This story is part of, CNET's coverage of the voting in November and its aftermath.
Twitter is exploring whether to add brightly colored labels beneath misleading tweets from politicians and public figures, a move that could make high-profile users more wary about spreading lies.
The social network is still testing these labels and it's unclear if Twitter will eventually roll out the feature. The experiment shows that Twitter is considering new ways to combat misinformation, including from politicians, a top concern ahead of the 2020 US elections.
NBC News, citing a leaked demo that included the new feature, reported Thursday that tweets from journalists and fact-checkers who correct the misleading information could appear below the label and the visibility of the tweet would be reduced. Twitter's approach is similar to how Facebook handles misinformation on its site, but it goes a step further because it involves political speech. Facebook doesn't send posts and ads from politicians to fact-checkers, because it considers them newsworthy.
In a screenshot from the leaked demo that NBC shared, a bright orange label appears under a tweet from Democratic presidential candidate Bernie Sanders. In the tweet, Sanders falsely says that 40% of the guns in the country are sold without background checks. Other tweets shown below the misleading label note that Sanders is referencing outdated and flawed data. Fact-checking site PolitiFact cited more recent research that found 22% of US gun owners acquired a firearm without a background check.
"We're exploring a number of ways to address misinformation and provide more context for Tweets on Twitter. This is a design mockup for one option that would involve community feedback. Misinformation is a critical issue and we will be testing many different ways to address it," a Twitter spokeswoman said in a statement to CNET.
In another version of the demo, Twitter users could earn "points" and a "community badge" if they provided more context about a misleading tweet, NBC News reported. Users are also asked if the tweet is "likely" or "unlikely" to be "harmfully misleading."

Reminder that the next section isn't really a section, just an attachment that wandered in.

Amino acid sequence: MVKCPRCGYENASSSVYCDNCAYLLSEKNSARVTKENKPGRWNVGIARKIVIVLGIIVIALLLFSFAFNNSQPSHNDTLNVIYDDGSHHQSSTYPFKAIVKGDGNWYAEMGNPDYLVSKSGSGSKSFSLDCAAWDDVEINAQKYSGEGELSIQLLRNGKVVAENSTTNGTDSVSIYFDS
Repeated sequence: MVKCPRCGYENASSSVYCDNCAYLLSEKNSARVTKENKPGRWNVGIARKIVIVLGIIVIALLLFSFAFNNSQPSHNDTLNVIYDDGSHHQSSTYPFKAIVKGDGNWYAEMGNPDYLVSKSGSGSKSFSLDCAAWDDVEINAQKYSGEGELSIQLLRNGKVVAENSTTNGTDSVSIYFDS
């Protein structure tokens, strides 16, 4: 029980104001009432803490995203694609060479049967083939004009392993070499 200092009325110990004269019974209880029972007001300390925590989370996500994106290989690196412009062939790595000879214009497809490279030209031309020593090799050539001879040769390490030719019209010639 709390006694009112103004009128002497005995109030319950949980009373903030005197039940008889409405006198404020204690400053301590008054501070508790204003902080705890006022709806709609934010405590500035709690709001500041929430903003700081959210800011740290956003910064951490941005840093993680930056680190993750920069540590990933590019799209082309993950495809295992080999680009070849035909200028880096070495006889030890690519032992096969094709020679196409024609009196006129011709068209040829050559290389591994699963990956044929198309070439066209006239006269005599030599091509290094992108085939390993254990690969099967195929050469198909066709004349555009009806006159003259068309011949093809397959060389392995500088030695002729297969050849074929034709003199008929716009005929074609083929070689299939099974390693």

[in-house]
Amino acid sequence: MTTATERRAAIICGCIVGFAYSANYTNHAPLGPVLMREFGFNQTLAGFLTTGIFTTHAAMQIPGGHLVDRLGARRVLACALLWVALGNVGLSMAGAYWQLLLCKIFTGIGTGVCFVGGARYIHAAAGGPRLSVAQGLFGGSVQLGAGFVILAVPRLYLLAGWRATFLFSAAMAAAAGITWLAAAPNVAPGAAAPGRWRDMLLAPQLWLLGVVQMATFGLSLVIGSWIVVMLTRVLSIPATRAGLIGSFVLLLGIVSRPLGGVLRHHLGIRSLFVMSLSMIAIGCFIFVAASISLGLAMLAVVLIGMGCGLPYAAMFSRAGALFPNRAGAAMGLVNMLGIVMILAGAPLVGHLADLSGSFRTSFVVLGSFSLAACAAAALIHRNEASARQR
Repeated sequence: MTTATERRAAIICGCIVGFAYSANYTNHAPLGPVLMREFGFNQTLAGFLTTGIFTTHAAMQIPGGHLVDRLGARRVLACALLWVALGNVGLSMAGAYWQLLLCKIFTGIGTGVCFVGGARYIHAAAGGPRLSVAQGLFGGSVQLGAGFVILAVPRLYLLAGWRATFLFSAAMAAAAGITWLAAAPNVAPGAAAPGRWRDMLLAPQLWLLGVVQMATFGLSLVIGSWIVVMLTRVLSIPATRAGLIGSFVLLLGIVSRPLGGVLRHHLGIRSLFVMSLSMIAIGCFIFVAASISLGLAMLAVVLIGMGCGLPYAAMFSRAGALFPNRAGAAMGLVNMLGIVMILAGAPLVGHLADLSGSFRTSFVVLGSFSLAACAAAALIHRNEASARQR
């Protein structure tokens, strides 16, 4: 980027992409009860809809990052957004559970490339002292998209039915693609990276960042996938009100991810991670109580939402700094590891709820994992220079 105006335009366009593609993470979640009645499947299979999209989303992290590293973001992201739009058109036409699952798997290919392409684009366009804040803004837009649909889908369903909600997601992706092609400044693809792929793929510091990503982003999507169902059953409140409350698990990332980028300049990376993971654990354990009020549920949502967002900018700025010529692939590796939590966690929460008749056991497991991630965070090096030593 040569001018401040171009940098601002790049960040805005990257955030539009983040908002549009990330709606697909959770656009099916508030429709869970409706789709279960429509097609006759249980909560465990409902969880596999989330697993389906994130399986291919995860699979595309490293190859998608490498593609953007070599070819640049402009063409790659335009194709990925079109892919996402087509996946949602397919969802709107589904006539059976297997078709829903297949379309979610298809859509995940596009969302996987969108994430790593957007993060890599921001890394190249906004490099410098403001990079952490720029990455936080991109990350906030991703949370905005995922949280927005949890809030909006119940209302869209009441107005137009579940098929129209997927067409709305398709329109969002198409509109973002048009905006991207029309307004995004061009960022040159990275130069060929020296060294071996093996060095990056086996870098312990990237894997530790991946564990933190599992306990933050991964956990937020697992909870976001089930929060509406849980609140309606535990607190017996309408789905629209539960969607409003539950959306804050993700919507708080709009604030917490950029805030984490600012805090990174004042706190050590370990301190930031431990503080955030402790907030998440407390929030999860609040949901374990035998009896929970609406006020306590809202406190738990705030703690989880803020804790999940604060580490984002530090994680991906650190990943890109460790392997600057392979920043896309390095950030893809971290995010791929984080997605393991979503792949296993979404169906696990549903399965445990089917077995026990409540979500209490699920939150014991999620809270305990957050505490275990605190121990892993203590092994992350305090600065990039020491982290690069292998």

Misleading tweets aren't the only content Twitter has considered labeling. The company said last year that it would place a notice over tweets from certain politicians and government leaders, including US President Donald Trump, if the content violates itsbut is kept up for public interest. Twitter hasn't used that notice yet.
In March, Twitter will also start labeling manipulated media. The new policy applies to deepfakes -- artificial intelligence-powered videos that make it seem like people are doing or saying something they didn't -- and media altered with simple editing software.
Twitter's rules are already being tested before the policy goes into effect. In February, the company refused to pull down an edited video posted by Trump that some Democrats said misleads viewers about whenripped up a copy of the president's State of the Union address. On Thursday, some users were calling on the company to take action against an altered video posted by Democratic presidential candidate Mike Bloomberg. The video made it seem like the other candidates responded in silence after he asked, during Wednesday's Democratic debate, if any one of them had started a business. It appears that if Twitter's manipulation policy had already been in effect, the video would've been labeled.